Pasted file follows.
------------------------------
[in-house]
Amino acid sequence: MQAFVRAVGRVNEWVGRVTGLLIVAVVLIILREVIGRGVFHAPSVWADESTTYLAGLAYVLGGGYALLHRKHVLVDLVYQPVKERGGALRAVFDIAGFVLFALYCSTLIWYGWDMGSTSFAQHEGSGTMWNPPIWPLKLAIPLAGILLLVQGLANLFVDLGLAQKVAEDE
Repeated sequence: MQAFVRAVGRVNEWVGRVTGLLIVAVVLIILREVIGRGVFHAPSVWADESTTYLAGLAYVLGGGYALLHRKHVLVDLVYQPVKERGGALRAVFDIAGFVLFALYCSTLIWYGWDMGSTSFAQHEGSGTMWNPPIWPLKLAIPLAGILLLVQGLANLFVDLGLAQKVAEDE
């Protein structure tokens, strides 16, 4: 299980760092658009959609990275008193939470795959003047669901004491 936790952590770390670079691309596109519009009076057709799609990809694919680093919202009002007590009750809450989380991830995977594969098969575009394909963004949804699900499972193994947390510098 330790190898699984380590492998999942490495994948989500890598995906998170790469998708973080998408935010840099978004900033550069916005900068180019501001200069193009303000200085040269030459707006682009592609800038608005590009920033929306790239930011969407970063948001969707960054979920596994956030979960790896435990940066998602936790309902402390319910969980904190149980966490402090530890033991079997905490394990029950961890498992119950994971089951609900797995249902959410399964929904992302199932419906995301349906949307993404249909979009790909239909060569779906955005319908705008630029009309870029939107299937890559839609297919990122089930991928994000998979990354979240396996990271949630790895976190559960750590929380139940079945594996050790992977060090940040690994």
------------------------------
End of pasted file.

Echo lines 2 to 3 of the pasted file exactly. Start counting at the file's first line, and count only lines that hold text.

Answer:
Amino acid sequence: MQAFVRAVGRVNEWVGRVTGLLIVAVVLIILREVIGRGVFHAPSVWADESTTYLAGLAYVLGGGYALLHRKHVLVDLVYQPVKERGGALRAVFDIAGFVLFALYCSTLIWYGWDMGSTSFAQHEGSGTMWNPPIWPLKLAIPLAGILLLVQGLANLFVDLGLAQKVAEDE
Repeated sequence: MQAFVRAVGRVNEWVGRVTGLLIVAVVLIILREVIGRGVFHAPSVWADESTTYLAGLAYVLGGGYALLHRKHVLVDLVYQPVKERGGALRAVFDIAGFVLFALYCSTLIWYGWDMGSTSFAQHEGSGTMWNPPIWPLKLAIPLAGILLLVQGLANLFVDLGLAQKVAEDE